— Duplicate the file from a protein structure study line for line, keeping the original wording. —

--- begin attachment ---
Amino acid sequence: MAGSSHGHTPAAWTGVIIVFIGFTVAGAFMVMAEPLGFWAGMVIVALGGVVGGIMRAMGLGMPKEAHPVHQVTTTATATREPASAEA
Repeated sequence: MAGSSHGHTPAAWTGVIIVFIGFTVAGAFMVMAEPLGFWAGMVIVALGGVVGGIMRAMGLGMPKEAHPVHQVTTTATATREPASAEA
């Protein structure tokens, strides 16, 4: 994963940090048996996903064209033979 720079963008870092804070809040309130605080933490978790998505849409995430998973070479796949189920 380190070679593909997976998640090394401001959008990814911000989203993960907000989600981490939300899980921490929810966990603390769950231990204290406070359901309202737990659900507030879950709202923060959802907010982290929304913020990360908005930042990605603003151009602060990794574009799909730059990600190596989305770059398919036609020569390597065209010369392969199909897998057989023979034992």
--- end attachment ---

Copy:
Amino acid sequence: MAGSSHGHTPAAWTGVIIVFIGFTVAGAFMVMAEPLGFWAGMVIVALGGVVGGIMRAMGLGMPKEAHPVHQVTTTATATREPASAEA
Repeated sequence: MAGSSHGHTPAAWTGVIIVFIGFTVAGAFMVMAEPLGFWAGMVIVALGGVVGGIMRAMGLGMPKEAHPVHQVTTTATATREPASAEA
């Protein structure tokens, strides 16, 4: 994963940090048996996903064209033979 720079963008870092804070809040309130605080933490978790998505849409995430998973070479796949189920 380190070679593909997976998640090394401001959008990814911000989203993960907000989600981490939300899980921490929810966990603390769950231990204290406070359901309202737990659900507030879950709202923060959802907010982290929304913020990360908005930042990605603003151009602060990794574009799909730059990600190596989305770059398919036609020569390597065209010369392969199909897998057989023979034992």